First, I haven’t posted in awhile, for a variety of reasons, mostly just life in general, but Life is Good, and always better than the Alternative! So here I am, it’s mid-summer now, and although I haven’t really stuck with my plans for this blog entirely, I’m always willing to try to get back on track (in every area of my life). Every day is a new adventure!
I’ve been planning on doing a series called My Offal Lunch (pronounced Aweful, but not necessarily tasting so) for awhile, so today is the first offering!! Why Offal, you ask?
- Because that stuff is really good for us, but many of us tend to go into an avoidance pattern with liver, heart, and other such things. I’m no different, and this is an opportunity for me to share my experiences, and encouragement.
- Because I have a bunch of these things in my freezer, and they are taking up space!
- Because many of us don’t know what to do with this stuff, so again, I’ll be sharing my ideas.
Today is just as good of a day to start as any other, right?
French Lamb’s Heart & Veggie Soup
This soup isn’t really French, but I used herbs from my garden that might be considered French, so I figured Why not? As with all of my recipes, it is free of gluten, dairy, nightshades, and various other inflammatory things, and many of the ingredients came directly from my Garden.
Step one: Slice up a few shallots, and by a few, I mean as many as you like! I went with 3, but I wished I’d gone with 5 or more. Heat a little fat in a sauce pan (I used bacon fat leftover from breakfast), add the shallots, and sauté until nicely caramelized. This step isn’t necessary, but does add a richer flavor. You could also substitute an onion, a leek, or any kind of oniony things. Once they are to your liking, add some broth. Any broth will do, although beef broth would be especially flavorful in this case, and of course homemade broth is the best! I freeze my broths in pint sized containers for making soup. I also freeze them in 1 cup containers and ice cube trays, because you never know when you’ll want some broth, but not necessarily a pint! Anyway, if your broth is frozen, bring it up to a simmer.
Step two: While your broth is heating up (or, more smartly, before you’ve even started cooking), prep some veggies. I wanted spiralized noodles, but didn’t feel like hauling out the spiralizer, so instead I opted for using the veggie peeler. I used a carrot, a red turnip, and a golden turnip. BTW, the red turnip is much milder than the golden one, also, because of the extreme heat lately, that golden turnip never got very big, and was a little pithy. The nice thing about using the veggie peeler to make your noodles is you can peel off strips until you get to the pithy center! So this is great for any root veggies that have a tough center, but still have some use! Other possible veggie choices for this soup would include parsnips, parsley or celery root, rutabega, radishes, beets (golden would be especially nice), squash, and really any veggies that you can spiralize or make ribbons out of. Not in the mood to spiralize? No problem, just slice things up into bite size pieces. Or if you have some leftover spagetti squash, use it.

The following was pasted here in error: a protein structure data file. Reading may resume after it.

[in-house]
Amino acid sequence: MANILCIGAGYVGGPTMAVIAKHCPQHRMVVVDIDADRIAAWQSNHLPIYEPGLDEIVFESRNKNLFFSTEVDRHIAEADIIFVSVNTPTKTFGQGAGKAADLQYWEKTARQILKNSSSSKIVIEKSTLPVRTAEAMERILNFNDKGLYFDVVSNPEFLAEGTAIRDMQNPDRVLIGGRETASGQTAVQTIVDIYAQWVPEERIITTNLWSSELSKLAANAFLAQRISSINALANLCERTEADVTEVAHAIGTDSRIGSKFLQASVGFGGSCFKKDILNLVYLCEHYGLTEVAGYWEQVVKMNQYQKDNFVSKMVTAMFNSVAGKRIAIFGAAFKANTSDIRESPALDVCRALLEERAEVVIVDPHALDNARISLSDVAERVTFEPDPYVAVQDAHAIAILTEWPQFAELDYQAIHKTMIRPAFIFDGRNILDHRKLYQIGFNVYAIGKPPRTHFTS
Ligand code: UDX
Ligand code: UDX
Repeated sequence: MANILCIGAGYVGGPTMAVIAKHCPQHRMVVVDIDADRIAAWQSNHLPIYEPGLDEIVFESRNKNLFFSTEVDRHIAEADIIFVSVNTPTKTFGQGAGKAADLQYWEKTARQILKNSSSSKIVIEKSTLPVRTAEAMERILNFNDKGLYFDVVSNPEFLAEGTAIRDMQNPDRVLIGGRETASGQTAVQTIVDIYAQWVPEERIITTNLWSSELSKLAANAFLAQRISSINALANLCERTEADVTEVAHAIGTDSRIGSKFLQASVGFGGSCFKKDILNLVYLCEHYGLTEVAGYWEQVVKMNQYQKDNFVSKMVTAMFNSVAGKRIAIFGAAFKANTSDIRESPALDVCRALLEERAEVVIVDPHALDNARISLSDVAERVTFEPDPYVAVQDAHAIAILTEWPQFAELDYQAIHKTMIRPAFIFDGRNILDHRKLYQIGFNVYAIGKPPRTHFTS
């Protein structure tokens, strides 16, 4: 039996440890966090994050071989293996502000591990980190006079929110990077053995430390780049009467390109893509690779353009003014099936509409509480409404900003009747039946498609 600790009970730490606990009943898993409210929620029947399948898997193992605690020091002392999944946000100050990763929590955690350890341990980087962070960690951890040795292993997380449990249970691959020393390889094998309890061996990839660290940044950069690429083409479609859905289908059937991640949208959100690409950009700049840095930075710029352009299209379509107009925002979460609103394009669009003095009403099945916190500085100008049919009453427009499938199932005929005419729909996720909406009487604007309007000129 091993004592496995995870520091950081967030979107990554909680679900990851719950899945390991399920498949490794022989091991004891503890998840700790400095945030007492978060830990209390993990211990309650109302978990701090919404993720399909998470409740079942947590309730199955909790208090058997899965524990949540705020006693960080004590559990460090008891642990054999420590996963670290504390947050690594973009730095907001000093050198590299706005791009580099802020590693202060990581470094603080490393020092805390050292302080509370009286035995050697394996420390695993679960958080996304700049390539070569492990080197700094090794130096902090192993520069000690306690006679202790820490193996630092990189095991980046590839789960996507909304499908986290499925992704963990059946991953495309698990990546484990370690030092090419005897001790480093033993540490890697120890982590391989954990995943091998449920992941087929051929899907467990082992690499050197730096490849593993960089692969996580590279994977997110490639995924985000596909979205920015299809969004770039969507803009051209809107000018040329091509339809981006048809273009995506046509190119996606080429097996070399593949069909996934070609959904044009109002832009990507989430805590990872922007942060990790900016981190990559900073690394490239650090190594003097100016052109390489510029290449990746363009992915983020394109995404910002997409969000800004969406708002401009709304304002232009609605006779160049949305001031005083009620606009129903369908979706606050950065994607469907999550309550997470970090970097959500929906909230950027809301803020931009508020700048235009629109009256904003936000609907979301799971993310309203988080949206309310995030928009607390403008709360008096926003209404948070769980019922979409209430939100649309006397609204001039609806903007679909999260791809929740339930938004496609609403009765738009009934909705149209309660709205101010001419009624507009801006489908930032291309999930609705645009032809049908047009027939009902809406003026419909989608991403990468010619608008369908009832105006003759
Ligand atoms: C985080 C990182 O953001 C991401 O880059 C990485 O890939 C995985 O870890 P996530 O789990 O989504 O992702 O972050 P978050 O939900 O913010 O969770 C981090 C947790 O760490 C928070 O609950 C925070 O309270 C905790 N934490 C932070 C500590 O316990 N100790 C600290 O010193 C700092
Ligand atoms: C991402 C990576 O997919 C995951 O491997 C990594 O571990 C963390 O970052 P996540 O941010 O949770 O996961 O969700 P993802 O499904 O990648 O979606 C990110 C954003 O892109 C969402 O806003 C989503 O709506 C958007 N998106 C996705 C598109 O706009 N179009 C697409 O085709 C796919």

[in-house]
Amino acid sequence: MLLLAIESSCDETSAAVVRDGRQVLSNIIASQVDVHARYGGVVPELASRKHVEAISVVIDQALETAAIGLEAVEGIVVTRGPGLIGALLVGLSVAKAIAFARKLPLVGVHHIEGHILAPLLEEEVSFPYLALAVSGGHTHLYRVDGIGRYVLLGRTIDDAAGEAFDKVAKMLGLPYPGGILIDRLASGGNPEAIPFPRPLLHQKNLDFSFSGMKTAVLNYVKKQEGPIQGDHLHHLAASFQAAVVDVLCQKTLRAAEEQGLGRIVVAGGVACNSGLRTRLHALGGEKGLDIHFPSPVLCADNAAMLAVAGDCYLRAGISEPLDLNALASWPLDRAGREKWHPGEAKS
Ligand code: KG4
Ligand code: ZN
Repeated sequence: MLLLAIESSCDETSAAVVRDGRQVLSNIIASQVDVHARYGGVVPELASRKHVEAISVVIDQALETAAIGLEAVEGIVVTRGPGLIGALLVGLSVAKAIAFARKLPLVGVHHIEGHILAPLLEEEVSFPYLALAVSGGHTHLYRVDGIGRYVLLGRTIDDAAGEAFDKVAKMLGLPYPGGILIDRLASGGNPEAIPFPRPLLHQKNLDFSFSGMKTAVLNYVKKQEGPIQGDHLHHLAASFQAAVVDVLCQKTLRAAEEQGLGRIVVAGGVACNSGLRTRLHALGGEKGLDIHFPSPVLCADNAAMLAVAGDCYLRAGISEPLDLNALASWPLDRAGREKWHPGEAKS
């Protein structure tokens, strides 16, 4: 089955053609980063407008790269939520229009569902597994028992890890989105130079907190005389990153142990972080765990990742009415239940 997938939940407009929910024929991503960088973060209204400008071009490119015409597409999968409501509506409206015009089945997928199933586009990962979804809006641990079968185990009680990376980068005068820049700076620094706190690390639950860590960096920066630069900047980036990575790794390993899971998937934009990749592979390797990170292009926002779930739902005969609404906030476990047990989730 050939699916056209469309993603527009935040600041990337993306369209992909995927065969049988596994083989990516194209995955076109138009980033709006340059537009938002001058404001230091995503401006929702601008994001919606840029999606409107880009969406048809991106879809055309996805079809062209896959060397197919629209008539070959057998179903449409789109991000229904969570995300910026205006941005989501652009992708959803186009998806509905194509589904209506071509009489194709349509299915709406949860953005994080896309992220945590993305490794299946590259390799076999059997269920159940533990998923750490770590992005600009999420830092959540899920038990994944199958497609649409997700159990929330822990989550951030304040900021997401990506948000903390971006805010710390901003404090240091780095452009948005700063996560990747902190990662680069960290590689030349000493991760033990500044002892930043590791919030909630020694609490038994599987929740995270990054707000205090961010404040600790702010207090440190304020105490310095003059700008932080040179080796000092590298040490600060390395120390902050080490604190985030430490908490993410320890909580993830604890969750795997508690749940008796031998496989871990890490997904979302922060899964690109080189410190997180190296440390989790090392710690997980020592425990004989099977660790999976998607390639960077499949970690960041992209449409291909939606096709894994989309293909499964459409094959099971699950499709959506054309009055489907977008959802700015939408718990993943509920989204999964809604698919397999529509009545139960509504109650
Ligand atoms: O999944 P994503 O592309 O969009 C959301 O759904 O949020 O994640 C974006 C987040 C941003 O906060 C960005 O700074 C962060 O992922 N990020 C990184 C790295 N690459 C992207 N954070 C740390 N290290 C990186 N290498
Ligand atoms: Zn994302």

I also thawed and chopped up a lambs heart. It was actually frozen when I started the broth, so I put it in a tub of hot water to thaw for about 10 minutes, and then removed the tough looking parts, which is easier to do if the heart is still a little frozen. I added those scraps to my freezer container of bones for next week’s broth making. and sliced the heart into smaller chunks. Heat a little bacon fat in a skillet, saute the heart a little and set aside. Good news, I ate a piece and it actually tasted good! Kind of like sirloin steak, only a little stronger, but nothing like liver, just in case you were wondering.
Step Three: Once the broth is simmering, stir in the veggies and let them cook until tender to your liking. At this point I also started sampling the broth and adding salt to taste. I was initially thinking I would go with Asian flavorings, but ended up adding a few sprigs of French Thyme, a small amount of Lovage, and a little pepper.
Finally, I stirred in the heart, a sprinkle of dill, a large pressed garlic clove, and a little Red Boat, because you can never have enough umami! I also considered adding some greens, but I ate a pile of them for breakfast. I let it simmer a few more minutes, and then enjoyed a savory satisfying lunch!
Using My Fitness Pal, I estimate the calories to be somewhere in the 500 – 600 range. Here’s the Macros:
And below you’ll see the estimated nutrients, although I had to do 2 overlapping screen shots to get it all.
Thanks for stopping by, and feel free to leave a comment, including any experiences you’ve had with Lamb’s Heart! Enjoy the day!